Human evolution, the product of our genes and bodies racing against the transgression of elements: the self-written history or handmarked tutorial--please do not let yourself fall victim to one another. It is too late now; this is why Jesus condemned science, why man argues knowledge. Make razor blades to catch a fire captive, slice a body--let bits of space unravel, then at the same time walk the earth with hollow shells and let the church say evolution is another fraud. I cannot love you to infinity: we have yet to discover it. Propulsion becomes additional terms to never describe a human: only what we create. Marked, like the kisses left on silk bodice. Your puberty and sinew stiffening mocked nightly; it is 13.8 billion years and mother bares the fanfare of societal construct. Languid strands of hair that the stars have kissed for my flesh, the product of infinities and uncertainties to be bound in a cradle of homeshed safety--my mother to teach me the usage of the razor blade. Then, secularity for human skill of severance, synonymous for development, akin of where would god exist if not here? Let the wise men wander again, perhaps find king cleanshaven, ear to childlock radio. Find the product of evolution, tell me truly if a man could pray for the fallen: no gospel choir in the pretense of holy or oil-slicked whisper would bathe me free of sin, tell me the altar secret of severance in the gospel light of your room--trace the white marks, tell me again why we search for god when we have this.
My bedroom has extended an open invitation to the guttural sound of my wrists twisting, archaic rumbling, vindication taught from the television, the world bends and empties a crevice on the concrete: compensation for a woman's story. Does the bruise on your palm tell a story? No, but perhaps the bodies hanging on the clothesline do. One where I was touched in bad places, one where I accidentally cut something open that was not meant to be cut open and up left a bleach stain in its place. Tonight they're too busy to come home, so I bus the grandeur, steal coins from the drawer downstairs, and host the party that was never given to me. It is impossible for the greatest generation to not be of my own; my depression is causative from my birth year, my loneliness the technology brought around me. I was born to want to die. Does the emptiness of it all bother you? No, but I can pretend to talk existentialism and listen to sad songs to relate to people. They are all afraid of dying: they're microscopic and meaningless, and so are the reincarnations of their beliefs in every variation. They invented such a boring god, too--he could dance and run rampant, come satellite to a sea, but instead burns cities and makes salt ladies. Our house is empty and the word 'home' is some disparage, some invention wrecked of malice. Glass made to cut the hands of someone tired of living: fencing, fourteen, fucked up. That's all we are. Nights are young and vibrant, likewise I dream a time where I am happy. Mostly, they come apart again, the dent--and I heal, in time.
All seas recede in November. In time, memorize the gashes of a skin from burns against salt, dead land opening itself up, a girl fleeing from it all. Perhaps find rekindling in its horizon: forever we hold no idea of who to become, or be, or drown. It's pure salt and fear of sentience, grazing hands to the rekindling: a fire in the form of companionship, in the sole promise of renewal, a husk of man in the face of something that can envelop us all. Follow the sound of a shell, vows lost to the ocean. (Like a heartbeat, or the major who had fallen four feet in.) Choose suburban suicide instead, security, stability, humanity settling in something so temporal. Match the whispering of a gun poised on the nook of the cliff. Fourteen years of people falling until it is your turn and nobody stops you, choose the sea and all the boys it has thrown up, the memories it has broken, the ideas it has swallowed from rocks to engineers to planes to men with dreams. The life where I am alive is one where the ocean has dried up, licking salt off our knees; never could it take you from me.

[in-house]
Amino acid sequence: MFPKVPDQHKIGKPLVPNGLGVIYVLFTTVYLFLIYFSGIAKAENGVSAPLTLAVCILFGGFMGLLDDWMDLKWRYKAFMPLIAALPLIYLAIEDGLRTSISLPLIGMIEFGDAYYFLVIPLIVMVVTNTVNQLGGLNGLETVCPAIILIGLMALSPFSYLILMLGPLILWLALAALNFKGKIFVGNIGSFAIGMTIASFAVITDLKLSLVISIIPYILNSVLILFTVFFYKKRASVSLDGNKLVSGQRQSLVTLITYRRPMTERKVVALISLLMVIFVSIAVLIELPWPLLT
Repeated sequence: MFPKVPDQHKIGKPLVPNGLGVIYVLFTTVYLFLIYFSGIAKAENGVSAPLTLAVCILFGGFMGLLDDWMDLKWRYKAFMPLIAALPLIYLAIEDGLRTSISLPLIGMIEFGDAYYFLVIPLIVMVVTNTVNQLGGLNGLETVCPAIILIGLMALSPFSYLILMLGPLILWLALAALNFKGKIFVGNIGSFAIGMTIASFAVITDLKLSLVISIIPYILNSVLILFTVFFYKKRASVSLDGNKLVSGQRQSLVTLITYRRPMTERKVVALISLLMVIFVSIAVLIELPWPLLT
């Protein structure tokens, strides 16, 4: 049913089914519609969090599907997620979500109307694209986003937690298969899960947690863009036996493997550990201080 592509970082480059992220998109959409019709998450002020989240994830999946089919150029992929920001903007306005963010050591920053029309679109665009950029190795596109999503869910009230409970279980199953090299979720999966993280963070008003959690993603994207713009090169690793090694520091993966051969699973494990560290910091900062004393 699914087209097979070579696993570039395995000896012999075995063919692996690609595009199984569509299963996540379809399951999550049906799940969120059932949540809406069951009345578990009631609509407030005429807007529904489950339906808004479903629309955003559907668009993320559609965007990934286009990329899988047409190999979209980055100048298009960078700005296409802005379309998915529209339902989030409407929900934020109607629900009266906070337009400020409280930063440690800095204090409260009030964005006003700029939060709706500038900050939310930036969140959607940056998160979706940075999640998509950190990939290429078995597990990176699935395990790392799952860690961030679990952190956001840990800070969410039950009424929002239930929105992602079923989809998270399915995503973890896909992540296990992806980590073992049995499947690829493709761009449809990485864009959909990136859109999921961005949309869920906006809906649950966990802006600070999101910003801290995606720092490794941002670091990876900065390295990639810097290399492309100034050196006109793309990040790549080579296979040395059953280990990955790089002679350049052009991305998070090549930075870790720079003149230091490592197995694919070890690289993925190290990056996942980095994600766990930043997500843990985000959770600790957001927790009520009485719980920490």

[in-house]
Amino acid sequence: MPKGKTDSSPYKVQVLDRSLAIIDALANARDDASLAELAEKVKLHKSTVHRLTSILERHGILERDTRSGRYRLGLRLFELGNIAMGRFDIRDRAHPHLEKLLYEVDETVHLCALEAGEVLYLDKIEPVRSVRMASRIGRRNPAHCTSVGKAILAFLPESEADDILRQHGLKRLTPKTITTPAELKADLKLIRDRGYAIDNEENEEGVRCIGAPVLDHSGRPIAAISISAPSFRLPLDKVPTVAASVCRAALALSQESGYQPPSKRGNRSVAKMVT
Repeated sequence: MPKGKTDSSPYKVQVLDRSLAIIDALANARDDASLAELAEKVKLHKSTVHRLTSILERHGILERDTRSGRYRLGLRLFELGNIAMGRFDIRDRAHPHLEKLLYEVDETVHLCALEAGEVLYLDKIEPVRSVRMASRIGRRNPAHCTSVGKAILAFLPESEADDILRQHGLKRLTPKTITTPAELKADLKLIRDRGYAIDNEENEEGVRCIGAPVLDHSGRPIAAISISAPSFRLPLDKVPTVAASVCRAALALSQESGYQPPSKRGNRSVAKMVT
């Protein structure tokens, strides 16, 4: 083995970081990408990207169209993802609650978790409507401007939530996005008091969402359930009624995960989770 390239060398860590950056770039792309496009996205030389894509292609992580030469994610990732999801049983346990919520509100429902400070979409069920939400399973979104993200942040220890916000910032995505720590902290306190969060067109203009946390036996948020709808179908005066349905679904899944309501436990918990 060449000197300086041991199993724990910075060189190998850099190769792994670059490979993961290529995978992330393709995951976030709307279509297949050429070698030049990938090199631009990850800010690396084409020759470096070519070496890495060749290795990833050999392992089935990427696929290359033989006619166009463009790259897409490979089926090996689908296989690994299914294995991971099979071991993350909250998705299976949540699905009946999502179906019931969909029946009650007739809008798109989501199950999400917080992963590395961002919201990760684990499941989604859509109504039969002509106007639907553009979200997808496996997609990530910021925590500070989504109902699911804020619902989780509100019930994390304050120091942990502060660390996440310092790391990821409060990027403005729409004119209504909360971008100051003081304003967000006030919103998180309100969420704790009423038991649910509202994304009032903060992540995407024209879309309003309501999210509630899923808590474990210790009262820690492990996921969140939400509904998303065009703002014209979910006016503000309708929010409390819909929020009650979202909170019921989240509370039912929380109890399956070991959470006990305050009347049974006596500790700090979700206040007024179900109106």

the dream where all my teeth are falling out or my body becoming a morsel for some shadow creature or the one where i scream and scream and the only sound that seems to come out is the one where everyone said everyone was leaving. what use is the night of respite; the world is broken and chastising dead skin. plucks at hipbones, white skirt suffocating anemic chest--there seems to be no use in it all if existence is a purgatory and the home the cockpit or bullet shell. the dream where all the doors i open lead to more halls, or the white collar job interview where he sits and laughs and stares or the time where my father said he was proud. to come into darkness again i must let the girl subside. tag the glass of water, the nightgown, the lights, the time where i know which mistakes are my own or which ones i am to make--but all the same i lay still, dark, counting teeth.
Our men had marched for all the wrong reasons. The belfry hymn poured out for the forgotten in night, or the new scholars and new millenium with the effervescence of some apathy. This is how they all had sung. Our martyrs come as savants, then outcasts, and no mercy is kept. It is devotion swept under bluebooks, mangled boys for the charm of the innocent and the diary marking revolution of asundered bodies. In the absence of god we are all holy people. In the absence of tyranny's traitorous the children will recede once more— because here I consume the flesh of lost disposition below bureaucrats, beg for forgiveness and alcohol in the altar for political correctness and rerouted paths. See, the halls come a rite of counsel when the dawn has broken with no fear of what it is to be alive: it is only when we thirst for something that the brothers run.
I think I lost my lovers down in sects, all of them held holy names and no longer believed in God. That was their commonality. That, and fatigue crawling on castles, eager to burn a gun and leave every escape hollow: this is a race to see who can forget first. You see, his nativity can’t really exist: it is coincidence in the bathroom stall, on empty hospital bed, edging each corner we searched for some messiah in. My crime must have been skinsearching for meaning in empty bodies. They all liked sad music and the night. Held vices because they lost someone in their life. I thought I could be the next. I once believed in him, honestly. God, that is. Tasting his name on my wrist or next to his son's word, it no longer made sense. They were all cinder and nothingness; save me with a whisper or pale carcass—before Mark I felt nothing. Annually, proclaiming ash on forehead, how miniscule are your tragedies—father, I am volatile and breathless. I no longer take words to purify myself with. I exist to cleanse. I am a stranger's daughter and canvas of sin. I exist to break bones and teach men the heart is child's play. The better one is the lack of curse, repentance is to embrace every pillar of salt. The stranger is the barrel that steals their adolescence. I've seen it all: every mistaken litany, every vow synonymous with severance. Where god hides on fragile kneecaps where girls pray to no longer exist. Father, I found salvation when my safe words were no longer holy. My book has no ends and it does not swear by a man that no longer knows my name.